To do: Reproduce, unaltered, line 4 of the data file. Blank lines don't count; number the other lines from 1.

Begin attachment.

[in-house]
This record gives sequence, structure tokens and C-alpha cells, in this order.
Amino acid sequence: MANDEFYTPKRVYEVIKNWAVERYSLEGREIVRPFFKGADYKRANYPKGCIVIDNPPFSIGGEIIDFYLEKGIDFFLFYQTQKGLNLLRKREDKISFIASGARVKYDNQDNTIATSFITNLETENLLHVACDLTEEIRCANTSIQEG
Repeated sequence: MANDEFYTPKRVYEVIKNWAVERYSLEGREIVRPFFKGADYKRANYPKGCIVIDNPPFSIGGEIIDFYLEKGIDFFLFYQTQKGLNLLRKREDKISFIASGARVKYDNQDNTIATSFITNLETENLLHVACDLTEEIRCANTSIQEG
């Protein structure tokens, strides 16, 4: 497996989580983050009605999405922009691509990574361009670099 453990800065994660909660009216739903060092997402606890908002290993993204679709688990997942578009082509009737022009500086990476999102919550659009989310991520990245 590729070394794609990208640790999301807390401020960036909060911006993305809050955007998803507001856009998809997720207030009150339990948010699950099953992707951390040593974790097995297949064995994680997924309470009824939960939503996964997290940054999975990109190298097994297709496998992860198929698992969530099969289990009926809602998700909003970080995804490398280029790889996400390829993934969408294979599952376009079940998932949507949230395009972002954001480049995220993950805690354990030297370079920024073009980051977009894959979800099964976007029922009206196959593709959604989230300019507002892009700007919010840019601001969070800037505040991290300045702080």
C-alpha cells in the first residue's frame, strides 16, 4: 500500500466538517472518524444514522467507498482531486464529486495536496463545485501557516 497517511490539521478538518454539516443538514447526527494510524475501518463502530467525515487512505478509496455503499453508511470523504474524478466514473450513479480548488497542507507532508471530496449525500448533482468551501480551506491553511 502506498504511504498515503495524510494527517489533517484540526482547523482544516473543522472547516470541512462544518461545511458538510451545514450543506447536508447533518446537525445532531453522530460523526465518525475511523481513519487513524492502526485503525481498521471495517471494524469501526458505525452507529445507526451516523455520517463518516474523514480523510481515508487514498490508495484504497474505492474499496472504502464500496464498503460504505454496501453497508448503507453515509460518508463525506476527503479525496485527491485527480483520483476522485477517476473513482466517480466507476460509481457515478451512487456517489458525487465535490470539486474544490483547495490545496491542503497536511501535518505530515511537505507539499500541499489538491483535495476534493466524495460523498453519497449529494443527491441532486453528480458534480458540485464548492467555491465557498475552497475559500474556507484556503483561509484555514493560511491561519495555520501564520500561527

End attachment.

Repeated sequence: MANDEFYTPKRVYEVIKNWAVERYSLEGREIVRPFFKGADYKRANYPKGCIVIDNPPFSIGGEIIDFYLEKGIDFFLFYQTQKGLNLLRKREDKISFIASGARVKYDNQDNTIATSFITNLETENLLHVACDLTEEIRCANTSIQEG